The six candidates for Jackson County Sheriff has been narrowed down to three.
The position was left vacant in December by Corey Falls.
On Monday, a community panel sat down and interviewed each of the six men.
Then after nearly an hour of conversation, the panel chose the top three to recommend to commissioners – Captain Nate Sickler, Captain Dan Penland, and Former Sheriff Mike Winters.
“It was a long day,” Racial Equity Coalition member Amanda Singbans said.
Hour upon hours were filled with important interviews and deliberations for the future of Jackson County.
Monday afternoon, a community panel chose the top three candidates to be considered for the sheriff’s post.
Those three – Captain Nate Sickler, Captain Dan Penland, and Former Sheriff Mike Winters.
“Based on our panel there was definitely a diversity in representation and yet we still managed to amicably come to some sort of consensus and so just sort of for the proof that community can come together and discuss the potential options for moving forward,” Singbans said.
The panel reviewed the education and experience of each candidate.
They also took into consideration several factors.
“How many different hats the sheriff really has to wear of working within the community, rural patrol, how they interact with other departments… so really just a broad spectrum,” District Attorney Beth Heckert said.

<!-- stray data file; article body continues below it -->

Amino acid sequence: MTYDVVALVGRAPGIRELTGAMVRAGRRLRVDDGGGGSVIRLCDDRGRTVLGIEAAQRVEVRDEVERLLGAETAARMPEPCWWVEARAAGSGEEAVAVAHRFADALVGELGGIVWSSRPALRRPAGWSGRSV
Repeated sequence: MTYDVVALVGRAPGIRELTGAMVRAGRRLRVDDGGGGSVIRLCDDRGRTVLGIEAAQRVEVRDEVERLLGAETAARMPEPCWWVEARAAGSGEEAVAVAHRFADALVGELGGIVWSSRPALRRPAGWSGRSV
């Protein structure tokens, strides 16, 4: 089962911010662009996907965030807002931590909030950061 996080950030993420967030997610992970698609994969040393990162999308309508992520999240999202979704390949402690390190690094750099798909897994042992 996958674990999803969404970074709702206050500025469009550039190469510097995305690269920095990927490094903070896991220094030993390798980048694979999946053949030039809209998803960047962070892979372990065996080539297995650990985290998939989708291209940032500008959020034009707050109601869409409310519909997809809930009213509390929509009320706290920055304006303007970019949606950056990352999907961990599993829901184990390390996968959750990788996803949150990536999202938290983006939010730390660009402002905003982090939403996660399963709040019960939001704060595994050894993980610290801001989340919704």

When compared, three rose to the top.
The panel liked Captain Nate Sickler – the current interim sheriff – for his enthusiasm for the position and interest in transparency.
Captain Dan Penland was tagged as a great collaborator.
The one concern – his transition from the jail, where he’s the head of the Corrections Bureau.
And the panel appreciates Former Sheriff Mike Winters’ familiarity with the position, but has concern about his lack of communication in the past.
“Hopefully he can bring in or continue some of the progressive training that’s underway right now with the falls administration and that he will learn from past experiences and take into accountability the things we find really important,” Singbans said.
The panel’s decision left the president of the Jackson County Sheriff’s Office Employees Association with mixed feelings.
“We’re uneasy and we’re nervous on who that may be, but we hope to move forward in a positive way, and we hope to move forward with someone that is willing and has shown a history of working well with us, managing finances well, and managing finances in a way that they’re being responsible with the public’s money,” Noah Strohmeyer said.
At this point, the association isn’t officially supporting anyone.
Jackson County Commissioners will now interview the top three, then make their final decision.
While it’s likely they will choose from the panel’s recommendations, they are not obligated to and could vote their conscience.